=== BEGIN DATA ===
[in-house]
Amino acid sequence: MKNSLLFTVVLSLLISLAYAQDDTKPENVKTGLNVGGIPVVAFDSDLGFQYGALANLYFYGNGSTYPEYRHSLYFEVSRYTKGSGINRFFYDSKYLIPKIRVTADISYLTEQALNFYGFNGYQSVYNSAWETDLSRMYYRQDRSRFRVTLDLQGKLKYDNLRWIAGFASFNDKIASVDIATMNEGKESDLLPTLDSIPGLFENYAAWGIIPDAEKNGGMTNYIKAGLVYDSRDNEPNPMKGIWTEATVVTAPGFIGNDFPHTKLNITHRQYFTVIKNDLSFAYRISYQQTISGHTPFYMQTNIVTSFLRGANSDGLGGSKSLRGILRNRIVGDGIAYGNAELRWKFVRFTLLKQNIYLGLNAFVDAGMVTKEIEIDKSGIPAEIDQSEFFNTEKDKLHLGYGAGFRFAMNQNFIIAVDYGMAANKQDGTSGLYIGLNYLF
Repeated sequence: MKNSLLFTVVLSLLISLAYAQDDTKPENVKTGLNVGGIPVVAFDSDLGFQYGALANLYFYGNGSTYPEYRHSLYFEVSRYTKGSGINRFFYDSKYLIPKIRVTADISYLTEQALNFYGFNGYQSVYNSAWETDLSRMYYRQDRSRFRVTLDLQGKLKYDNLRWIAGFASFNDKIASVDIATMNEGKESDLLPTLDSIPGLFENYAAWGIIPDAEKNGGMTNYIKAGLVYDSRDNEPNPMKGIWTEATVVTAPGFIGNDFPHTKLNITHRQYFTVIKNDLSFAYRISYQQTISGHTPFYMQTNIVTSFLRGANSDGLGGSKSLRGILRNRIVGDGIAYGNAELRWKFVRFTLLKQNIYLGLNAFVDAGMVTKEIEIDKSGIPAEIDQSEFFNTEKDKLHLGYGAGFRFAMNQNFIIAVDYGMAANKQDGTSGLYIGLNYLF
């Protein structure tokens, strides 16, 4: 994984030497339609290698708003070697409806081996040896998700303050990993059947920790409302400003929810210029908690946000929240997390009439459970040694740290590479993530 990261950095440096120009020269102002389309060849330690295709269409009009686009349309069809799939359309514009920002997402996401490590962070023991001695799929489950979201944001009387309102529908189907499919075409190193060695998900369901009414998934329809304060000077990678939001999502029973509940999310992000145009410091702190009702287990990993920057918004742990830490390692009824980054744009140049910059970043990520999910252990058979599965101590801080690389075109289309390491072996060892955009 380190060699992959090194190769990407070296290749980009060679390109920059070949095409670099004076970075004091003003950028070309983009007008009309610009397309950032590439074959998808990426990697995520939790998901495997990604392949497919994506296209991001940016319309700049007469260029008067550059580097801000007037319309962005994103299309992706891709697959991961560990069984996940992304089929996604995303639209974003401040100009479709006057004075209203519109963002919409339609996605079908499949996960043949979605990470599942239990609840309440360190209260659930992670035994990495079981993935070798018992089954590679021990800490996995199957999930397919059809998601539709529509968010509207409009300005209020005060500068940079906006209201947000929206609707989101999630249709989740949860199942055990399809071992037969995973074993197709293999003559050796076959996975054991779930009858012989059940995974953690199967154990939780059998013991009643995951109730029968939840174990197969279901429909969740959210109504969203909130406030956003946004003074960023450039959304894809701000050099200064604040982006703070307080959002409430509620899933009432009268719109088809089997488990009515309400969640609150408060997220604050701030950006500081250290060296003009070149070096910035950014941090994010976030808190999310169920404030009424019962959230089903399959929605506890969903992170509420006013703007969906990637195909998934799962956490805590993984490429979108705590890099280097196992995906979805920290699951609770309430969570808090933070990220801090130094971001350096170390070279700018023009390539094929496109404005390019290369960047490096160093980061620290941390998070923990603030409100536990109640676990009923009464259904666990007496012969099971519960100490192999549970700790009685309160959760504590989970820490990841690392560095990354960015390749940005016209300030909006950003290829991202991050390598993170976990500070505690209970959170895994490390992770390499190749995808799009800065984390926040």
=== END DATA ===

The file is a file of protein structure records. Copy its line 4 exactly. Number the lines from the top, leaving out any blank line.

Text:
């Protein structure tokens, strides 16, 4: 994984030497339609290698708003070697409806081996040896998700303050990993059947920790409302400003929810210029908690946000929240997390009439459970040694740290590479993530 990261950095440096120009020269102002389309060849330690295709269409009009686009349309069809799939359309514009920002997402996401490590962070023991001695799929489950979201944001009387309102529908189907499919075409190193060695998900369901009414998934329809304060000077990678939001999502029973509940999310992000145009410091702190009702287990990993920057918004742990830490390692009824980054744009140049910059970043990520999910252990058979599965101590801080690389075109289309390491072996060892955009 380190060699992959090194190769990407070296290749980009060679390109920059070949095409670099004076970075004091003003950028070309983009007008009309610009397309950032590439074959998808990426990697995520939790998901495997990604392949497919994506296209991001940016319309700049007469260029008067550059580097801000007037319309962005994103299309992706891709697959991961560990069984996940992304089929996604995303639209974003401040100009479709006057004075209203519109963002919409339609996605079908499949996960043949979605990470599942239990609840309440360190209260659930992670035994990495079981993935070798018992089954590679021990800490996995199957999930397919059809998601539709529509968010509207409009300005209020005060500068940079906006209201947000929206609707989101999630249709989740949860199942055990399809071992037969995973074993197709293999003559050796076959996975054991779930009858012989059940995974953690199967154990939780059998013991009643995951109730029968939840174990197969279901429909969740959210109504969203909130406030956003946004003074960023450039959304894809701000050099200064604040982006703070307080959002409430509620899933009432009268719109088809089997488990009515309400969640609150408060997220604050701030950006500081250290060296003009070149070096910035950014941090994010976030808190999310169920404030009424019962959230089903399959929605506890969903992170509420006013703007969906990637195909998934799962956490805590993984490429979108705590890099280097196992995906979805920290699951609770309430969570808090933070990220801090130094971001350096170390070279700018023009390539094929496109404005390019290369960047490096160093980061620290941390998070923990603030409100536990109640676990009923009464259904666990007496012969099971519960100490192999549970700790009685309160959760504590989970820490990841690392560095990354960015390749940005016209300030909006950003290829991202991050390598993170976990500070505690209970959170895994490390992770390499190749995808799009800065984390926040």